Statistical analysis of the data was performed using SPSS (Statistical Package for Social Science, Inc., Chicago, Illinois, EUA) for Windows 11.5. Whether the continuous variables were normally distributed was investigated using the Shapiro-Wilk test. Descriptive statistics were expressed as the mean ± standard deviation for continuous variables and as the number of cases and percentage for categorical variables. The difference between groups with respect to normally distributed continuous variables was analyzed by analysis of variance (ANOVA), and the significance of the difference between non-normally distributed continuous variables was analyzed with the Mann-Whitney U test. Categorical variables were evaluated with Pearson's chi-square or Fisher's exact test. The significance of the linear correlation between the three groups and EAT and PCFT measurements was evaluated with Spearman's correlation analysis. A p value of < 0.05 was considered statistically significant.

RESULTS

The patient demographics and clinical characteristics are shown in Table 1. There was no significant difference between the 3 groups except for smoking and diabetes status. The incidences of smoking and diabetes were significantly higher in Group 3. Patients were divided into 3 groups, and the subjects in all groups were predominantly male. The mean age of the study population was 54 ± 11 years. CAC was significantly higher in Group 3. The average thickness of the layer of PCFT surrounding the coronary arteries was 15.5 ± 3.3 mm (range 6.9-37.6 mm) in the RCA area, 6.2 ± 2.0 mm (range 1.9-15.0 mm) in the LAD area, and 11.8 ± 3.4 mm (range 2.6-30.1 mm) in the LCX area. The average thickness over all three regions was 13.2 ± 2.1 mm. PCFT was significantly increased in Group 3 compared with Groups 2 and 1 (R = -0.240, R = -0.233, R = -0.283) (Tables 2-3). No obstructive CAD was present in 36 patients (27%), whereas non-obstructive atherosclerotic CAD and obstructive atherosclerosis were present in 42 (32%) and 53 (41%) patients, respectively. The EAT thickness was significantly increased in Group 3 compared with Groups 2 and 1 (7.1 ± 2.7 cm, 4.7 ± 1.9 cm and 3.2 ± 1.1 cm, respectively, and R = -0.438, R = -0.328, and R = -0.447, respectively) (Figure 2 and Tables 2-3).

Figure 2 EAT and PCFT in the three groups. 

Table 1 Baseline demographic and laboratory data characteristics. 

Group 1(n = 36) Group 2(n = 42) Group 3(n = 53) p
Ages (years) 52 ± 10 51± 8 56 ± 12 NS
Gender (male %) 63 61 67 NS
Urea (mg/dl) 32 ± 8 30 ± 8 31 ± 9 NS
Creatinine (mg/dl) 0.8 ± 0.5 0.9 ± 0.3 0.7 ± 0.6 NS
FPG (mg/dl) 93 ± 30 94 ± 27 94 ± 23 NS
Total cholesterol (mg/dl) 200 ± 45 210 ± 43 207 ± 41 NS
LDL cholesterol (mg/dl) 125 ± 38 123 ± 35 127 ± 42 NS
HDL cholesterol (mg/dl) 45 ± 12 44 ± 11 40 ± 10 NS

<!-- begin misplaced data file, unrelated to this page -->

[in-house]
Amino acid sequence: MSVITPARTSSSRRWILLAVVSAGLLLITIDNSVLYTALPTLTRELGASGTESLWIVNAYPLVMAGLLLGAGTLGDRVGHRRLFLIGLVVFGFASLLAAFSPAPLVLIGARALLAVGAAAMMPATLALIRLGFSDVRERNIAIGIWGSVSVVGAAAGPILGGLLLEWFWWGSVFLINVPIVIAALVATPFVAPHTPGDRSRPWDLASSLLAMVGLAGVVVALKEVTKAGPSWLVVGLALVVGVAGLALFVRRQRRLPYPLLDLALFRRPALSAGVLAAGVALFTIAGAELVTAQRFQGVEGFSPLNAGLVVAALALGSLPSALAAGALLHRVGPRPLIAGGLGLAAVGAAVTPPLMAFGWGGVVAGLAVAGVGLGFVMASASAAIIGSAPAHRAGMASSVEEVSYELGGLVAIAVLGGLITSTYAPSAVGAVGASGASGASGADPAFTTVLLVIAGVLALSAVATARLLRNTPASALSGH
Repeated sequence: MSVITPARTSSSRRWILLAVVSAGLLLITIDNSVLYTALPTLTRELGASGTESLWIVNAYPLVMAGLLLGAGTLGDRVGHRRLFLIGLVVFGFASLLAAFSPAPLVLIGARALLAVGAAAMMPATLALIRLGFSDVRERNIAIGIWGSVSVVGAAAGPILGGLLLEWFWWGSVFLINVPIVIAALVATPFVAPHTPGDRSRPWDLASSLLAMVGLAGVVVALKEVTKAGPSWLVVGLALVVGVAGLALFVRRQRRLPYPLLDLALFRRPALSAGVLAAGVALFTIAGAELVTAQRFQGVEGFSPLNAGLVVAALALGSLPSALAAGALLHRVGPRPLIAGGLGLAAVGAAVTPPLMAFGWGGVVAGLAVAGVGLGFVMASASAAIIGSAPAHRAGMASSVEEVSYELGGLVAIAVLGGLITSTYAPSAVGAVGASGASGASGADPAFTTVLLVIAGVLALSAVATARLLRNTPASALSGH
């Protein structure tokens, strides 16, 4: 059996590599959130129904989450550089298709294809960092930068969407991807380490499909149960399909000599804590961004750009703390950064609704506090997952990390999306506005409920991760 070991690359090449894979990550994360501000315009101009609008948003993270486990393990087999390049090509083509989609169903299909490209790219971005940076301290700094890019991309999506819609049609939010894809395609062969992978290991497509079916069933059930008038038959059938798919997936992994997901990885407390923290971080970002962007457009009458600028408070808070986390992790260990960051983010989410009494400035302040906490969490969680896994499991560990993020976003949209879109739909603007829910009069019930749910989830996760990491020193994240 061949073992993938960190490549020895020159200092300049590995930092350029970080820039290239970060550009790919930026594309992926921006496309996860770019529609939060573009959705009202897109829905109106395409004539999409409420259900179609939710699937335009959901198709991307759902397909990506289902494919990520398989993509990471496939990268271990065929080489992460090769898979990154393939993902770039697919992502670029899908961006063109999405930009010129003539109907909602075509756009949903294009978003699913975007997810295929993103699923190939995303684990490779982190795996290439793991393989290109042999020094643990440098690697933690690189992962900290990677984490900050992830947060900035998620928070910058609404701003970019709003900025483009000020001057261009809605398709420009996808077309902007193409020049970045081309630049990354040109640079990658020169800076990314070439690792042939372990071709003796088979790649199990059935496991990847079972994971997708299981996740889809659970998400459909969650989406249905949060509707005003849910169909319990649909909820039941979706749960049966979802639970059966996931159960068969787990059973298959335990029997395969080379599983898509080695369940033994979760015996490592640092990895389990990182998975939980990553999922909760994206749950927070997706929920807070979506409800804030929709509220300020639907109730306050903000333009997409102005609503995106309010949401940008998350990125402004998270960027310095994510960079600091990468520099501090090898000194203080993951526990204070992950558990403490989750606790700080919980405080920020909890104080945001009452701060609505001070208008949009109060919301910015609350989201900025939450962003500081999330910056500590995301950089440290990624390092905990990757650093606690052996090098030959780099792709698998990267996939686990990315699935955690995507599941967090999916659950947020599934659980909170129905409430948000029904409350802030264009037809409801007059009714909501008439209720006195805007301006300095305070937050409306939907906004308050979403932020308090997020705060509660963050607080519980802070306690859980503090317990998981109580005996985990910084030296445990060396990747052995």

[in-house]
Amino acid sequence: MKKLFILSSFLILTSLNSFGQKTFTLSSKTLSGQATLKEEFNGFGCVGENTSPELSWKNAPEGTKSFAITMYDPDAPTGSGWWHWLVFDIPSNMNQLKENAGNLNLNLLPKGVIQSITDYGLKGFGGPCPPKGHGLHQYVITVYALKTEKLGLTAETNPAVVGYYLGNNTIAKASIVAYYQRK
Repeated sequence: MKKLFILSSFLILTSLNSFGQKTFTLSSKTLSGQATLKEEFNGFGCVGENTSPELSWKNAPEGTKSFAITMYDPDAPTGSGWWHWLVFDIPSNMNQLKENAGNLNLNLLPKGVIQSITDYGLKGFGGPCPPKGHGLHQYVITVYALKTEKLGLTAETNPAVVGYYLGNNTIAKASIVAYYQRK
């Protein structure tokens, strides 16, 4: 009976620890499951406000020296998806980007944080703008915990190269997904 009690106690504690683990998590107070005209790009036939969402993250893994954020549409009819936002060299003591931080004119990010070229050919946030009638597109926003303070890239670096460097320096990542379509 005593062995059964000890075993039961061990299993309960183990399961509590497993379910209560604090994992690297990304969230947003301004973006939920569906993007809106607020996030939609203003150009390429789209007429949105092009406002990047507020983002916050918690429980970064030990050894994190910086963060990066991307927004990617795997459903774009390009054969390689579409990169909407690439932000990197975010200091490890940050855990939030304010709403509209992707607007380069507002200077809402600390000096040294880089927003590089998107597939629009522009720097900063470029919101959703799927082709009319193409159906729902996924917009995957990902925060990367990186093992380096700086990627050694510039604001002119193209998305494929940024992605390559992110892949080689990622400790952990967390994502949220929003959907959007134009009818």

Triglycerides (mg/dl) 155 ± 73 150 ± 65 157 ± 67 NS
Body mass index (kg/m2) 24.2 ± 3.1 24.6 ± 3.0 25 ± 3.2 NS
Diabetes Mellitus % 14.5 15.3 22.1 0.023
Hypertension % 39.1 35 41 NS
Current smoking % 41.2 42 49 0.033
CAC score 38 ± 25 305 ± 129 640 ± 301 < 0.01

CAC: Coronary artery calcium.

Table 2 EAT and PCFT measurements according to group. 

Group 1 Group 2 Group 3
EAT (cm) thickness 3.2 ± 1.1 4.7 ± 1.9 7.1 ± 2.7
PCFT (mm) 10.9 ± 1.7 14.0 ± 1.3 16.3 ± 2.1

EAT: Epicardial adipose tissue

PCFT: Pericoronary fat tissue

Group 1: No atherosclerosis

Group 2: Nonobstructive atherosclerosis (luminal narrowing <50% in diameter)

Group 3: Obstructive atherosclerosis (luminal narrowing ≥50%) in a single vessel or obstructive atherosclerosis in the left main coronary artery and/or multiple vessels.

Table 3 EAT and PCFT measurement correlation analysis between the groups. 

GROUP 1 GROUP 2 GROUP 3
EAT (cm) thickness R = -0.438 R = -0.443 R = -0.447
PCFT (mm) R = -0.420 R = -0.453 R = -0.445

A ROC curve for OCAD was assessed to verify the optimum cut-off point for PCFT, which was 13.8 mm. The area under the curve (AUC) for PCFT was 71.4% (95% confidence interval [CI], 0.665-0.764), with a sensitivity of 72.2% and a specificity of 68.1%. A ROC curve for OCAD was assessed to verify the optimum cut-off point for EAT, which was 6.8 cm. The AUC for PCFT was 71.5% (95%CI, 0.750-0.777), with a sensitivity of 73.5% and a specificity of 69.3% (Figure 3).

Figure 3 A) ROC curve for PCFT for the development of obstructive coronary artery disease (OCAD). A ROC curve for OCAD was plotted to verify the optimum cut-off point for PCFT, which was 13.8 mm. The AUC for PCFT was 71.4% (95%CI, 0.665-0.764), with a sensitivity of 72.2% and a specificity of 68.1%. B) ROC curve for EAT for the development of OCAD. A ROC curve for OCAD was plotted to verify the optimum cut-off point for EAT, which was 6.8 cm. The AUC for PCFT was 71.5% (95%CI, 0.750-0.777), with a sensitivity of 73.5% and a specificity of 69.3%.